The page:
• September 6, 2022 at 4:44 pm

    Perfect example of why I cannot support any Republicans in TN. What’s the difference between a TN Republican and a democrat? Only the letter next to their name, otherwise, nothing. I support REAL MAGA conservatives in other states. There are none in RINO controlled TN.

    • September 8, 2022 at 2:27 am

      As someone who moved to Tennessee
      from California, I look at shenanigans like this, and some other similar actions by the Tennessee GOP, and wonder if they are operating out of a playbook written by the California Republican Party. Tennessee is a long way from turning into that mess, but my point is, that much of what is wrong in California went wrong because the GOP self destructed because party leaders are obsessed with maintaining their positions in the party and shutting out anyone jumping the line in front of whomever’s turn it is. Stupid, juvenile, nonsense that has nothing to do with stopping the left, serving Republican voters, or making the State a better place to live. It is about maintaining power and influence by controlling party candidates. Not the quality of the candidate, just influence over and control of the candidate, and nothing more. We looked at multiple states over a two year period before settling on Tennessee, and we love it here. While a blue Tennessee is unlikely now, a blue California looked unlikely when the Navy sent me there in 1980. These types of petty nonsense add up over time. They discourage and distract potential candidates AND voters, creating opportunities for the Left. To quote a bumper sticker that readers of this site are familiar with, although in a different context, “Don’t California My Tennessee.”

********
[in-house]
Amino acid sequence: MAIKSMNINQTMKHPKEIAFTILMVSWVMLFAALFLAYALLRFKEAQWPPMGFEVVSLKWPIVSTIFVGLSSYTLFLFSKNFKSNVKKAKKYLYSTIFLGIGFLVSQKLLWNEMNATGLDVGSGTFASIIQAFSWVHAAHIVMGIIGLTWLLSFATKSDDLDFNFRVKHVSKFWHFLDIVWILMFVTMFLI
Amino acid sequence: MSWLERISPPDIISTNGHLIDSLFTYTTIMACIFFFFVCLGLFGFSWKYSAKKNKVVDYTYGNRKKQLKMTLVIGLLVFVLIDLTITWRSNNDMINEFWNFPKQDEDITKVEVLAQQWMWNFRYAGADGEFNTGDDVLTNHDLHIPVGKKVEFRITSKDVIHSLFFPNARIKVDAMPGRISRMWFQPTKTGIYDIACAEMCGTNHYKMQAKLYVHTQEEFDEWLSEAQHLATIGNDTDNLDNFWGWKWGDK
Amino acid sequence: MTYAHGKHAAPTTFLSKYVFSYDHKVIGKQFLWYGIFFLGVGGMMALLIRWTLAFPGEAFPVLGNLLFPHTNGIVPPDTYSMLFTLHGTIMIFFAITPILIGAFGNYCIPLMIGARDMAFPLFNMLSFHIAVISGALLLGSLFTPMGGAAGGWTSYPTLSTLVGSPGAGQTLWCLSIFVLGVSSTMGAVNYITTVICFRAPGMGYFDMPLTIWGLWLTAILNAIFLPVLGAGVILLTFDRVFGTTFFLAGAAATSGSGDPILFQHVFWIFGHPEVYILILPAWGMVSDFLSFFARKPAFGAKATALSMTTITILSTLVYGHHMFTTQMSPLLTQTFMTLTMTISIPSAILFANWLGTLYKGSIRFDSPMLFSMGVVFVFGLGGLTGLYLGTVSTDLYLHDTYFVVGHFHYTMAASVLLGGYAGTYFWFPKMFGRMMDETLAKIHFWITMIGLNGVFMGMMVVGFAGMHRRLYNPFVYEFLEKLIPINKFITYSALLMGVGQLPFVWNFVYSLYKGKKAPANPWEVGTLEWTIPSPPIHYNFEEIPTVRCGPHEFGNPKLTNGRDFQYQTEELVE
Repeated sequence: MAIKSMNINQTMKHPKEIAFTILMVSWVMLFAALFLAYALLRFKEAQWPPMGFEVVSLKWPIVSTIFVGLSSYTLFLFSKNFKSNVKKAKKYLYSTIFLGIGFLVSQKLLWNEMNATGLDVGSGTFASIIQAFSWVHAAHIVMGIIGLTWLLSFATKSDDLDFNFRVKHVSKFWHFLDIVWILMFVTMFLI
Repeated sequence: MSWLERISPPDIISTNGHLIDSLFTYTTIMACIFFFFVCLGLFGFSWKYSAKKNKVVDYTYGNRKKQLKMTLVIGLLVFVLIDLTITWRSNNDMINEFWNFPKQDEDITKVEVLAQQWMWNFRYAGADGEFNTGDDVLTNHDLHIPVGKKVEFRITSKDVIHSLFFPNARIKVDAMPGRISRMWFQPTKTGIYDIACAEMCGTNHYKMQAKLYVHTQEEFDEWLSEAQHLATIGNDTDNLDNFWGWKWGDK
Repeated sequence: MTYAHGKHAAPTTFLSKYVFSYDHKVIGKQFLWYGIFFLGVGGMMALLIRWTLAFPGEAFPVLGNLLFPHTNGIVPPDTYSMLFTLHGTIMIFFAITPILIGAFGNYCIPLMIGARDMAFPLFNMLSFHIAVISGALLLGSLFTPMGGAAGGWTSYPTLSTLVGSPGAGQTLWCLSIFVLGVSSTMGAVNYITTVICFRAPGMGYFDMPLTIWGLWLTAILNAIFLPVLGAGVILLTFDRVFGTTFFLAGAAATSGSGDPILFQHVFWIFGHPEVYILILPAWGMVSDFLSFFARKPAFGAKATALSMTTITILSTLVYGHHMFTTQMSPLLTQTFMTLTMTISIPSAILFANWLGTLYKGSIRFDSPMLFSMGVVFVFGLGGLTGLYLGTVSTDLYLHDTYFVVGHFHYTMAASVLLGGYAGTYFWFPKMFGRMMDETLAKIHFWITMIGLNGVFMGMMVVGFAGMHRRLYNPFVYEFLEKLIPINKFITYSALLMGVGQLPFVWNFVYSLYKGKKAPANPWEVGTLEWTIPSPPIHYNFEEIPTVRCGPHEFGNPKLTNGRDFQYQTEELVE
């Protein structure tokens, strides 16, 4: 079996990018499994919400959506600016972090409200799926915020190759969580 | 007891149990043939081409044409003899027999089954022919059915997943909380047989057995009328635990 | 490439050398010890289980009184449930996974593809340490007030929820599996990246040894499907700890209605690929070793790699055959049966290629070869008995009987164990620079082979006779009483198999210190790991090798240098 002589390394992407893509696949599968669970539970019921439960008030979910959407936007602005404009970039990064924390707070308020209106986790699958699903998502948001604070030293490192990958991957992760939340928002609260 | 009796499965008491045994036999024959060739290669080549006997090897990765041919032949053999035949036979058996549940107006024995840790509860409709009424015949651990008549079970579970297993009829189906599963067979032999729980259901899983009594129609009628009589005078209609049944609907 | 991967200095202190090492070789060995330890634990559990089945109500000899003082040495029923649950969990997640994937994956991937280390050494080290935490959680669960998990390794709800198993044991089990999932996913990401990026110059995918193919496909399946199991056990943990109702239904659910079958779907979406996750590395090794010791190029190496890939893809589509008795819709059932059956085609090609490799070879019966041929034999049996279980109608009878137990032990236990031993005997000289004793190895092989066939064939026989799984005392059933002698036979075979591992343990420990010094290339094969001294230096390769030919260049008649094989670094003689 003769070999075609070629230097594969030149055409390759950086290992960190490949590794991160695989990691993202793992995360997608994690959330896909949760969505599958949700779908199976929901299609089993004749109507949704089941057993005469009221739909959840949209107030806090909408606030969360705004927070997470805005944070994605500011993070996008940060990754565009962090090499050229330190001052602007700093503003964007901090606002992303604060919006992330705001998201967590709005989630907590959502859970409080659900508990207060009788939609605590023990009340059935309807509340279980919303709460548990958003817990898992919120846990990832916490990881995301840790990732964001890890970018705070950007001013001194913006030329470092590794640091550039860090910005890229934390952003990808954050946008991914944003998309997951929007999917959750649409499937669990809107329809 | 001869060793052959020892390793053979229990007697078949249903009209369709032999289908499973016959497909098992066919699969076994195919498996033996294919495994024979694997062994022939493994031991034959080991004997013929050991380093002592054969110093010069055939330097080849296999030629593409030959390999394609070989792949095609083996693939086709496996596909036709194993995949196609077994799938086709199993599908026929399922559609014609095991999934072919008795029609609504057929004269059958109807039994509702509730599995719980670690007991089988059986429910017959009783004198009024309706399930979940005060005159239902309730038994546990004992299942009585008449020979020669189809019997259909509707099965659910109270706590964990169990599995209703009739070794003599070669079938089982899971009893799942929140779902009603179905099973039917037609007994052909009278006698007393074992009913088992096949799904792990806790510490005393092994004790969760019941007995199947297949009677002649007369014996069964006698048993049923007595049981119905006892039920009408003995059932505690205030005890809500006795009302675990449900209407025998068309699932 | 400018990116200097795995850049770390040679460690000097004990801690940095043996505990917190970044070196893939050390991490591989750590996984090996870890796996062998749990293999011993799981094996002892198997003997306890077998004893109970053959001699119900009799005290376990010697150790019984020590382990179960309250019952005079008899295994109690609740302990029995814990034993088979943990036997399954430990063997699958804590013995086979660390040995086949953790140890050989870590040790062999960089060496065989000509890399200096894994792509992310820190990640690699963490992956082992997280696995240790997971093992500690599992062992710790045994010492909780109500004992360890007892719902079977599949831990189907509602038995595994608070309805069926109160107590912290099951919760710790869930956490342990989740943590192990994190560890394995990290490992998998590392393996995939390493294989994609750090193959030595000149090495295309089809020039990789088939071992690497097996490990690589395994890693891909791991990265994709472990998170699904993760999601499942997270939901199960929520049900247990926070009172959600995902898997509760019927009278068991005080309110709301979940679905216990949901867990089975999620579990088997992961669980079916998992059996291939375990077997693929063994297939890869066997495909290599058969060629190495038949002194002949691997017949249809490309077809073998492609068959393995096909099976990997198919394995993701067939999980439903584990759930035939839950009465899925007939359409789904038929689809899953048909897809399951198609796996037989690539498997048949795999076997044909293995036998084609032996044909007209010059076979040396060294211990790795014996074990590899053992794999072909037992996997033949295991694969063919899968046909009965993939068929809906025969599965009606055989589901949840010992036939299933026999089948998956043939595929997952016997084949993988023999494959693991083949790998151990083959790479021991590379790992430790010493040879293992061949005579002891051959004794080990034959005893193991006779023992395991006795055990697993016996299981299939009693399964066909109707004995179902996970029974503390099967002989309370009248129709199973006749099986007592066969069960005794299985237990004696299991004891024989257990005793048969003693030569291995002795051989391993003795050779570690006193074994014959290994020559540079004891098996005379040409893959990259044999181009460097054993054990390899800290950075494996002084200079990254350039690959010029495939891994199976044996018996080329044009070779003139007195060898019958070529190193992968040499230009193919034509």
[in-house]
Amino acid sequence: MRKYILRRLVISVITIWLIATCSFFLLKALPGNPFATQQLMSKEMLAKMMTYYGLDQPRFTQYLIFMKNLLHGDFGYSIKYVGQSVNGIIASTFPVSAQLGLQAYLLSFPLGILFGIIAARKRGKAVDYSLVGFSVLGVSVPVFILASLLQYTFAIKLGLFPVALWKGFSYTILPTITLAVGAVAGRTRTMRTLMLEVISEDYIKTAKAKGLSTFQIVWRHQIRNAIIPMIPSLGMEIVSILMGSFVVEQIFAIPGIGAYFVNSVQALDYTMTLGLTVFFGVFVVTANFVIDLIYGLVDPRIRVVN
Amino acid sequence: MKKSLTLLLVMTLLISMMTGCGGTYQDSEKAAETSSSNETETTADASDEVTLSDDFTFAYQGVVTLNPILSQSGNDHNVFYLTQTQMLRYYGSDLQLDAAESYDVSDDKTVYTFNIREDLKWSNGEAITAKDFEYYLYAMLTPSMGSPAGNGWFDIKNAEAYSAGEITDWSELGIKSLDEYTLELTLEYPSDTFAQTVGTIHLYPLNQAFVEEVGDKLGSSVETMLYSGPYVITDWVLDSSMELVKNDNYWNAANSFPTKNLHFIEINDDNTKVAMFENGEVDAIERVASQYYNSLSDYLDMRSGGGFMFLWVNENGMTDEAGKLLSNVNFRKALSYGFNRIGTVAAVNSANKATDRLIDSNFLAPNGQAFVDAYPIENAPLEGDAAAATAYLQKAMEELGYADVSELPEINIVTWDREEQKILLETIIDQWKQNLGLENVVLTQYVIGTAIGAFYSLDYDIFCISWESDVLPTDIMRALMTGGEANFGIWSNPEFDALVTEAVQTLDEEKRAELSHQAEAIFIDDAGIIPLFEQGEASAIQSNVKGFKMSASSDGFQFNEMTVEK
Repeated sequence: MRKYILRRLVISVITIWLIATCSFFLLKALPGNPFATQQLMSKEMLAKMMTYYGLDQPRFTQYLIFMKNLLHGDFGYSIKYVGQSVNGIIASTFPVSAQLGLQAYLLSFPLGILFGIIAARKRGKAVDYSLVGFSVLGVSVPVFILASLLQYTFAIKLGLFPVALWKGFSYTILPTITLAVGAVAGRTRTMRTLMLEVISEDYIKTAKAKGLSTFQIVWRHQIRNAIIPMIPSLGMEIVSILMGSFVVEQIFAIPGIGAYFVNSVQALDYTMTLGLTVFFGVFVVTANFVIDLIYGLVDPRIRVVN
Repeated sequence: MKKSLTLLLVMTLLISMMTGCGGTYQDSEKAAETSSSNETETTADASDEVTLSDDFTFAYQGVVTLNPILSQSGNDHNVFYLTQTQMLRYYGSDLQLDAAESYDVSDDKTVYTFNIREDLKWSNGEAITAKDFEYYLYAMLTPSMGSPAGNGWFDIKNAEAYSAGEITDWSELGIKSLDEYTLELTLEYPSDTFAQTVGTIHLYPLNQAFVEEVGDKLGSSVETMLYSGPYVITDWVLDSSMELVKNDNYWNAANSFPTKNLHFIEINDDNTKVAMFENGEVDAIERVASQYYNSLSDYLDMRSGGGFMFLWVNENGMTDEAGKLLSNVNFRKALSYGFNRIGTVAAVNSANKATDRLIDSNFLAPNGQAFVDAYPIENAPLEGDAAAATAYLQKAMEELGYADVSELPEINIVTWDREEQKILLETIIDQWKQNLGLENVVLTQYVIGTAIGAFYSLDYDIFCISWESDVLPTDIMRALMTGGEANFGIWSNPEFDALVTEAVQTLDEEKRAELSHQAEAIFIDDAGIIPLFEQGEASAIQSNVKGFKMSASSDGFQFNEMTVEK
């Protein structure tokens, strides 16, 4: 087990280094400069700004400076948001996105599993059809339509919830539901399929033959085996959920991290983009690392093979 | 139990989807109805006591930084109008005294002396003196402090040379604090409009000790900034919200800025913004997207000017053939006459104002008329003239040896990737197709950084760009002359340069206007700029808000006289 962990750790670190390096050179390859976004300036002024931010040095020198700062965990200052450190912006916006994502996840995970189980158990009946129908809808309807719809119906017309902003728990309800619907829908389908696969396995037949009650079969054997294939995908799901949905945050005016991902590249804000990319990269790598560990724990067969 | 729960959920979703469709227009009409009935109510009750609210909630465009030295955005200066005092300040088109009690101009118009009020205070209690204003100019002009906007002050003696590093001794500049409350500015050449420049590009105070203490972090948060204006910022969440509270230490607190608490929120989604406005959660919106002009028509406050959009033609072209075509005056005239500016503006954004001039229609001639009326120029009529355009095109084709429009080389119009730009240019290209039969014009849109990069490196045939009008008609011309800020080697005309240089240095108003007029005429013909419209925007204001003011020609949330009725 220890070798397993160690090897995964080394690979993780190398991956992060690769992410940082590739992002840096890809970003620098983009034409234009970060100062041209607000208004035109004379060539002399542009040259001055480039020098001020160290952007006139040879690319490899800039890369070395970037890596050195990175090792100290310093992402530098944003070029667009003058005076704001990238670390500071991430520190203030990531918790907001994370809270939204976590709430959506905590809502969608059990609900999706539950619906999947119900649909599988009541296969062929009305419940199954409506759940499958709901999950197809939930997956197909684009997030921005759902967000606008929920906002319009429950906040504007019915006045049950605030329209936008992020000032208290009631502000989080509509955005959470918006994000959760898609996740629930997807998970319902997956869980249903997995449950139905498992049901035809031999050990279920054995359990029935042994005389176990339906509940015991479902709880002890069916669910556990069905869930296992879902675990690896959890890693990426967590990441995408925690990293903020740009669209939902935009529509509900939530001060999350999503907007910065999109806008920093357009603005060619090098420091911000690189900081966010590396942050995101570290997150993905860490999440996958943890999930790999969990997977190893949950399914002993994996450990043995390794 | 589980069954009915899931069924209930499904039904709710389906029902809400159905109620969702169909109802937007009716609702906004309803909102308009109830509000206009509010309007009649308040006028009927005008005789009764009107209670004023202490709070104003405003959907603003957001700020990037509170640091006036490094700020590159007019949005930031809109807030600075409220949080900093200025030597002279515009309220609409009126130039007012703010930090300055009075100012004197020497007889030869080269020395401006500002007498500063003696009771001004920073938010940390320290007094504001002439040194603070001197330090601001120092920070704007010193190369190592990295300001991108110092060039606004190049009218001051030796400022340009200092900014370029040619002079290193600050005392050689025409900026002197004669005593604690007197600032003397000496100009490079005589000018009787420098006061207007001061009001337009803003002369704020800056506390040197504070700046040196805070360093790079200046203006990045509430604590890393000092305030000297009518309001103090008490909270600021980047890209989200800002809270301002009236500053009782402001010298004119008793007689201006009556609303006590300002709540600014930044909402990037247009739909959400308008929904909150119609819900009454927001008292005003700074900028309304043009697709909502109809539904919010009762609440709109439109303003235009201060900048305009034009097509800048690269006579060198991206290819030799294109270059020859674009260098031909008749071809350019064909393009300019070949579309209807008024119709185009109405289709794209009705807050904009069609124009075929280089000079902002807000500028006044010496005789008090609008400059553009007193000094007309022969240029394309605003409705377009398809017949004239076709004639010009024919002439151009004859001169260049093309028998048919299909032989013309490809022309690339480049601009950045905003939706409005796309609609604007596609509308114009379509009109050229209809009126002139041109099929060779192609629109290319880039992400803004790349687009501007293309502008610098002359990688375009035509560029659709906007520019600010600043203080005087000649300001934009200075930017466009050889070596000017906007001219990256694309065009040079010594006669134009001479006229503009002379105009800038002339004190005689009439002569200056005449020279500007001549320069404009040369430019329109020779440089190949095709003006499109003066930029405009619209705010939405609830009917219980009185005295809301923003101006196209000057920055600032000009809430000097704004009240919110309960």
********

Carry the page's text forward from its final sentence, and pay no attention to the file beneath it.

• September 6, 2022 at 5:17 pm

    Smacks of voter suppression and Democrat tactics.

    We need closed primaries to elect pure conservatives.

    Those that pass the laws in Tennessee are happy with the status quo and their job security. —Notice how the pure conservatives are treated if they happen to get elected, ie. Griffey, Weaver, Bowling, Pody— This past session they couldn’t even get a second for good strong conservative bills!! Unacceptable!!
    We have lost some of our very best members because of this crony-protection apparatus.

  • September 6, 2022 at 6:07 pm

    The SEC & TRP are really showing us their true colors, aren’t they?
    They don’t want any true MAGA patriots in their Good Old Boys Club!

  • September 6, 2022 at 7:05 pm

    Golden is a sleaze. Case in point. And the GOP is willing to act contrary to the TN Constitution, seen by their bill that caused 3 GOP candidates to not qualify in the August primaries. That bill was unconstitutional as it changed elections laws in the middle of an election.

  • September 6, 2022 at 10:36 pm

    If all Conservative Tennesseans would do as I do, TNGOP, RNC/GOP would start listening. Simply send ZERO contributions to the RINO gin, only support Conservative candidates. Their open primaries are another reason for non support.

  • September 7, 2022 at 8:04 pm

    I sent Golden an email in support of Mark. I received no reply. Not even a generic robo email.

  • September 9, 2022 at 1:30 am

    Elections are to be of and for the people, not the political elite, rinos or power keepers. I agree, with Don’t California My Tennessee! Make voice and votes be heard loud and clear….Only Constitutional Conservatives for Us!